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Diverticulitis Medication

  • Author: Kamyar Shahedi, MD; Chief Editor: BS Anand, MD  more...
 
Updated: Jun 17, 2016
 

Medication Summary

Diverticulosis is treated with lifelong dietary modification. Antibiotics are used for every stage of diverticulitis. Empiric therapy requires broad-spectrum antibiotics effective against known enteric pathogens. For complicated cases of diverticulitis in hospitalized patients, carbapenems are the most effective empiric therapy because of increasing bacterial resistance to other regimens.

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Antibiotics

Class Summary

Empiric antimicrobial therapy is essential and should cover all pathogens likely to cause diverticulitis.

Metronidazole (Flagyl, Medro)

 

Active against various anaerobic bacteria. Enters cell, binds DNA, and inhibits protein synthesis, causing cell death.

Ciprofloxacin (Cipro)

 

Bactericidal antibiotic that inhibits bacterial DNA synthesis. Used for infections due to E coli, K pneumoniae, E cloacae, P mirabilis, P vulgaris, P aeruginosa, H influenzae, M catarrhalis, S pneumoniae, S aureus (methicillin susceptible), S epidermidis, S pyogenes, Campylobacter jejuni, Shigella species, and Salmonella typhi.

Amoxicillin/clavulanate (Augmentin, Amoclan)

 

Amoxicillin inhibits bacterial cell wall synthesis by binding to penicillin-binding proteins. The addition of clavulanate inhibits beta-lactamase–producing bacteria.

This agent is a good alternative antibiotic for patients allergic or intolerant to the macrolide class. It is usually well tolerated and provides good coverage to most infectious agents, but it is not effective against Mycoplasma and Legionella species. The half-life of an oral dosage form is 1-1.3 h. It has good tissue penetration but does not enter the cerebrospinal fluid.

For children >3 months, base dosing protocol on amoxicillin content. Because of different amoxicillin/clavulanic acid ratios in 250-mg tab (250/125) vs 250-mg chewable tab (250/62.5), do not use 250-mg tab until child weighs >40 kg.

Sulfamethoxazole and Trimethoprim (Bactrim, Bactrim DS, Septra DS)

 

Inhibits bacterial growth by inhibiting synthesis of dihydrofolic acid.

Antibacterial activity of TMP-SMZ includes common urinary tract pathogens, except Pseudomonas aeruginosa.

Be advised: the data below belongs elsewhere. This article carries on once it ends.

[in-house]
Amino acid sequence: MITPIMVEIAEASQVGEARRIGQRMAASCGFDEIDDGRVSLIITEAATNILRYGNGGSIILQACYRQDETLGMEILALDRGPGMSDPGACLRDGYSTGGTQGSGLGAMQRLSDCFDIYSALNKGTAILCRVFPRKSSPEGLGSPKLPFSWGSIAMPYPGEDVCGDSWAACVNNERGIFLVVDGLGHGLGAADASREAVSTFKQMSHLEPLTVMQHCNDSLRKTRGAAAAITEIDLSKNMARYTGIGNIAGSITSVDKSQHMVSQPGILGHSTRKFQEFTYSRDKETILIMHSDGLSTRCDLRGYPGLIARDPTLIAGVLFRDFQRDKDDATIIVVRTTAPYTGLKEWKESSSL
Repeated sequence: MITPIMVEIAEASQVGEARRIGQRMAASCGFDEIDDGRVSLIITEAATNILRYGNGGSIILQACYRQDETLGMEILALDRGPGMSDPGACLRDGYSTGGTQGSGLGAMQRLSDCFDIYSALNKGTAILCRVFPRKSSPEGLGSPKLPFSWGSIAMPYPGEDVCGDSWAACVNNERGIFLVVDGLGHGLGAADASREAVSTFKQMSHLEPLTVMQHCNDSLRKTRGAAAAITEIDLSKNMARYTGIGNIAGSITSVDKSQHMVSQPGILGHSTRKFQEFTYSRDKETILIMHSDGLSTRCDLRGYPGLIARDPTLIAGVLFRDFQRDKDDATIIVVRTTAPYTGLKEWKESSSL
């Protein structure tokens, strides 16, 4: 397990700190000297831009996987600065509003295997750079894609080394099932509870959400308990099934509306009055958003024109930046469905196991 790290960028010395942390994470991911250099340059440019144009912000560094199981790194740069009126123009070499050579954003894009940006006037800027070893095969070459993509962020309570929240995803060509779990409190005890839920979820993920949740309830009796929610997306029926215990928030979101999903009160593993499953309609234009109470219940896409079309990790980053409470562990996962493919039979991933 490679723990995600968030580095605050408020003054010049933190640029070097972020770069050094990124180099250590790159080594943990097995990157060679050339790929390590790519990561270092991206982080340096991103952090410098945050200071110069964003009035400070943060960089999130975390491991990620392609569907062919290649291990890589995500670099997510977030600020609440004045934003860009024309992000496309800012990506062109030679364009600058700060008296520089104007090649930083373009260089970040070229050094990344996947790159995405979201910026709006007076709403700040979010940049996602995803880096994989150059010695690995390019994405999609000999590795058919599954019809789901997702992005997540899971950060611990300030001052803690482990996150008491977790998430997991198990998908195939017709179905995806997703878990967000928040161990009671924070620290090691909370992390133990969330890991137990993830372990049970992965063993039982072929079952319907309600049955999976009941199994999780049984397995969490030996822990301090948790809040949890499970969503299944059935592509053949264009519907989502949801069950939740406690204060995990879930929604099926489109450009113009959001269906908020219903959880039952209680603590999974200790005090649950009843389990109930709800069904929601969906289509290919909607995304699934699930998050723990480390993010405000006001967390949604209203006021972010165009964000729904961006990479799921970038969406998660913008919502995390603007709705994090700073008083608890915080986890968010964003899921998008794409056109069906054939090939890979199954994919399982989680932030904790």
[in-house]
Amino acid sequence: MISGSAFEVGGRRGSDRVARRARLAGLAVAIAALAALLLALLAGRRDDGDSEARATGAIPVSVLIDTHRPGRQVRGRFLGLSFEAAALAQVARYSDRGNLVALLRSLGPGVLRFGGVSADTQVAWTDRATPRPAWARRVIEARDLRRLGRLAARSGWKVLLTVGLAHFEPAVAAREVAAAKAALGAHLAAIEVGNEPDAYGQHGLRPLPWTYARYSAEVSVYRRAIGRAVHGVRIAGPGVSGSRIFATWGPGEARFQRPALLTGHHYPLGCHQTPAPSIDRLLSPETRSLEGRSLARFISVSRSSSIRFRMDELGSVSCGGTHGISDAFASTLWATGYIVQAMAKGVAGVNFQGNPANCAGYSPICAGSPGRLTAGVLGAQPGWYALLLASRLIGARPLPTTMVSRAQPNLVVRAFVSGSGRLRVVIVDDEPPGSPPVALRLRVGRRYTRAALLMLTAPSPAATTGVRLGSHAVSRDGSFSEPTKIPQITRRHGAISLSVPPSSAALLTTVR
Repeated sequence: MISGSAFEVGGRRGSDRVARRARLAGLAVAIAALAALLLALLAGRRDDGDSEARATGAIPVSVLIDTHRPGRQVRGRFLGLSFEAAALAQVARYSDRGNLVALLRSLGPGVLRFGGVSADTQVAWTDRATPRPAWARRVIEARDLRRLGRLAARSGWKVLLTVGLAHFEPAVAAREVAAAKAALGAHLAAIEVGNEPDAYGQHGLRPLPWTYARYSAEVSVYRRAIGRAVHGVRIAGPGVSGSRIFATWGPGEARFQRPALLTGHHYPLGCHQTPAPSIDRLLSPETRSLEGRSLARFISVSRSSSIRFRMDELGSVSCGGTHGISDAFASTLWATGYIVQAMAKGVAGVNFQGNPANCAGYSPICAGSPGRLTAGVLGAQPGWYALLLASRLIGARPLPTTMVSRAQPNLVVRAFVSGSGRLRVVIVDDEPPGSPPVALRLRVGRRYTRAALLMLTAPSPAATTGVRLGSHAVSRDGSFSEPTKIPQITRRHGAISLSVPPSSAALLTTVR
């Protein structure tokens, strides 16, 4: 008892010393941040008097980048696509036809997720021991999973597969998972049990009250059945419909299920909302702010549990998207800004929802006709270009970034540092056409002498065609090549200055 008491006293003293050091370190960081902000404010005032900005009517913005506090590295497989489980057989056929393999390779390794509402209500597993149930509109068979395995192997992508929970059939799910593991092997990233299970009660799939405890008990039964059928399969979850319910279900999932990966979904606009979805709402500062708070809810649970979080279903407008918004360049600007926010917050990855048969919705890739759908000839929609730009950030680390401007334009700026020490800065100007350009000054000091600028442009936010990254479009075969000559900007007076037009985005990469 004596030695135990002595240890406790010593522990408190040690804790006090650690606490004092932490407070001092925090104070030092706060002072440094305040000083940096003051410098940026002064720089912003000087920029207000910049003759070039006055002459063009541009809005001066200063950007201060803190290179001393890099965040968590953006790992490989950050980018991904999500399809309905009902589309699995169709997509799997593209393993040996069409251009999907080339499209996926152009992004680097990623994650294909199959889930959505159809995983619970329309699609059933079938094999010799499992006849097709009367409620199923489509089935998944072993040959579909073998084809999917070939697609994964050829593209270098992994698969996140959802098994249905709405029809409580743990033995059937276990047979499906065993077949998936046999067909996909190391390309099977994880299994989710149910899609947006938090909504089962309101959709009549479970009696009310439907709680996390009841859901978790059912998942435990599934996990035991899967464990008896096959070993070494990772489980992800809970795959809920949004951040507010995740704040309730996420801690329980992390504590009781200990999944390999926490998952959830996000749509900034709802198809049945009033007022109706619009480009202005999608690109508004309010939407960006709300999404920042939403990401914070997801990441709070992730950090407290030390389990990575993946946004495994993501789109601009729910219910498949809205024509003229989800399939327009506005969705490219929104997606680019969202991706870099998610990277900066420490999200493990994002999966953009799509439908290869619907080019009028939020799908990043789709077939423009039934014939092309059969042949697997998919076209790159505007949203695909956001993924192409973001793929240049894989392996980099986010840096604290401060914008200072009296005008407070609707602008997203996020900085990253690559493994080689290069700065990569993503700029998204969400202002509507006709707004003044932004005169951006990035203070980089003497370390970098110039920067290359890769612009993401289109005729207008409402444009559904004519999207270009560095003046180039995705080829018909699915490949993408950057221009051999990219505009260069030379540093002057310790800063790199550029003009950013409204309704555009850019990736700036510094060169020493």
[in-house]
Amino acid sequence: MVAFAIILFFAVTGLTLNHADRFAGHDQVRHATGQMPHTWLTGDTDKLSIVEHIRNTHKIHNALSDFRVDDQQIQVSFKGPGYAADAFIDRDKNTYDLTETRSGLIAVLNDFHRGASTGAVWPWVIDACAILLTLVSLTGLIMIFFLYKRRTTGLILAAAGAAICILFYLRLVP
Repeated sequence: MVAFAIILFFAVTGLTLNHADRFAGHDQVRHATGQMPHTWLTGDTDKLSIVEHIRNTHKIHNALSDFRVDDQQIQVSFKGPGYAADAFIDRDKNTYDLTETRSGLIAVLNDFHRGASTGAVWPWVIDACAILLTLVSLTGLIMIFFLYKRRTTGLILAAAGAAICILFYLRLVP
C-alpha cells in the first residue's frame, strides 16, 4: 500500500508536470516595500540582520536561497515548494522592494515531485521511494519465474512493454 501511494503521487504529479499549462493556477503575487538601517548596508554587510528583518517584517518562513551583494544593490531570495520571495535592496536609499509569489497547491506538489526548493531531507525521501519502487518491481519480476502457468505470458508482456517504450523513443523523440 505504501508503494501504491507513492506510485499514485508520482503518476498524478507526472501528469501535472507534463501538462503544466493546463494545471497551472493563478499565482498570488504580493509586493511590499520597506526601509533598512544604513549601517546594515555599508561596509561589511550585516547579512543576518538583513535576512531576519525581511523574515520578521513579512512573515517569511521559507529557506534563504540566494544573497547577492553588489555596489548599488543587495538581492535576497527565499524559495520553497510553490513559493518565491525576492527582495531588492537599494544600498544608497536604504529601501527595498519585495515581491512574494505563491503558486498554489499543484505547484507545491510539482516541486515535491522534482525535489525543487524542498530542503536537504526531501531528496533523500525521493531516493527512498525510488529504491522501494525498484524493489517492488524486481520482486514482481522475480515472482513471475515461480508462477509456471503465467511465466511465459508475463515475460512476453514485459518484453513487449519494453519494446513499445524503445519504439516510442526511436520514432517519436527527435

Ceftriaxone (Rocephin)

 

Third-generation cephalosporin with broad-spectrum, gram-negative activity; lower efficacy against gram-positive organisms; higher efficacy against resistant organisms. Bactericidal activity results from inhibiting cell wall synthesis by binding to one or more penicillin binding proteins. Exerts antimicrobial effect by interfering with synthesis of peptidoglycan, a major structural component of bacterial cell wall. Bacteria eventually lyse due to the ongoing activity of cell wall autolytic enzymes while cell wall assembly is arrested.

Highly stable in the presence of beta-lactamases, both penicillinase and cephalosporinase, of gram-negative and gram-positive bacteria. Approximately 33-67% of dose excreted unchanged in urine, and remainder secreted in bile and ultimately in feces as microbiologically inactive compounds. Reversibly binds to human plasma proteins, and binding have been reported to decrease from 95% bound at plasma concentrations < 25 mcg/mL to 85% bound at 300 mcg/mL.

Cefotaxime (Claforan)

 

Third-generation cephalosporin with broad gram-negative spectrum, lower efficacy against gram-positive organisms, and higher efficacy against resistant organisms. Arrests bacterial cell wall synthesis by binding to one or more of the penicillin-binding proteins, which, in turn, inhibits bacterial growth. Used for septicemia and treatment of gynecologic infections caused by susceptible organisms.

Third-generation cephalosporin with gram-negative spectrum. Lower efficacy against gram-positive organisms.

Ceftolozane/tazobactam (Zerbaxa)